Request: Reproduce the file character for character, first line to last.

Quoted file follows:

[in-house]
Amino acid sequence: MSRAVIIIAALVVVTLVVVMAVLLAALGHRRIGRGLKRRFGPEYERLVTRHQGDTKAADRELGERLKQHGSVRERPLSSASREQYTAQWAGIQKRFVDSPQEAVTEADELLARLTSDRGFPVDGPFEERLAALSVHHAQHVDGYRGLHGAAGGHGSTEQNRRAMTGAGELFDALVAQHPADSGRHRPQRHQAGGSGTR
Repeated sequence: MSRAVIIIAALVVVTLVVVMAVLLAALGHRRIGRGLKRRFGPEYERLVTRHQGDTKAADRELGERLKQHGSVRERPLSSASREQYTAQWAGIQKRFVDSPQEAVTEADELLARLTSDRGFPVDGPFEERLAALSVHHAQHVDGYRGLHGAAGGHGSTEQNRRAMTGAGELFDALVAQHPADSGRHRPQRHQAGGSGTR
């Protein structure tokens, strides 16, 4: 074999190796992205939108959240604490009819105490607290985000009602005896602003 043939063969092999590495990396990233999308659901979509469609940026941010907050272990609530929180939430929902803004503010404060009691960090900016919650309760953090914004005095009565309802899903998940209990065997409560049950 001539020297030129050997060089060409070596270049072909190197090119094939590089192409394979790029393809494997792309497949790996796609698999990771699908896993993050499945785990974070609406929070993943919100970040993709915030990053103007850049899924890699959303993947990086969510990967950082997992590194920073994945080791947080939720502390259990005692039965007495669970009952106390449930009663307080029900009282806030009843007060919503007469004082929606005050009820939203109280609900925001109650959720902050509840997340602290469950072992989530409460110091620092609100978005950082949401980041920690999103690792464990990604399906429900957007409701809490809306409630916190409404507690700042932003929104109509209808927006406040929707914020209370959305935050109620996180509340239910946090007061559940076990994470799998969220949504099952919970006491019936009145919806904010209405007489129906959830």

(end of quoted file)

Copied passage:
[in-house]
Amino acid sequence: MSRAVIIIAALVVVTLVVVMAVLLAALGHRRIGRGLKRRFGPEYERLVTRHQGDTKAADRELGERLKQHGSVRERPLSSASREQYTAQWAGIQKRFVDSPQEAVTEADELLARLTSDRGFPVDGPFEERLAALSVHHAQHVDGYRGLHGAAGGHGSTEQNRRAMTGAGELFDALVAQHPADSGRHRPQRHQAGGSGTR
Repeated sequence: MSRAVIIIAALVVVTLVVVMAVLLAALGHRRIGRGLKRRFGPEYERLVTRHQGDTKAADRELGERLKQHGSVRERPLSSASREQYTAQWAGIQKRFVDSPQEAVTEADELLARLTSDRGFPVDGPFEERLAALSVHHAQHVDGYRGLHGAAGGHGSTEQNRRAMTGAGELFDALVAQHPADSGRHRPQRHQAGGSGTR
């Protein structure tokens, strides 16, 4: 074999190796992205939108959240604490009819105490607290985000009602005896602003 043939063969092999590495990396990233999308659901979509469609940026941010907050272990609530929180939430929902803004503010404060009691960090900016919650309760953090914004005095009565309802899903998940209990065997409560049950 001539020297030129050997060089060409070596270049072909190197090119094939590089192409394979790029393809494997792309497949790996796609698999990771699908896993993050499945785990974070609406929070993943919100970040993709915030990053103007850049899924890699959303993947990086969510990967950082997992590194920073994945080791947080939720502390259990005692039965007495669970009952106390449930009663307080029900009282806030009843007060919503007469004082929606005050009820939203109280609900925001109650959720902050509840997340602290469950072992989530409460110091620092609100978005950082949401980041920690999103690792464990990604399906429900957007409701809490809306409630916190409404507690700042932003929104109509209808927006406040929707914020209370959305935050109620996180509340239910946090007061559940076990994470799998969220949504099952919970006491019936009145919806904010209405007489129906959830």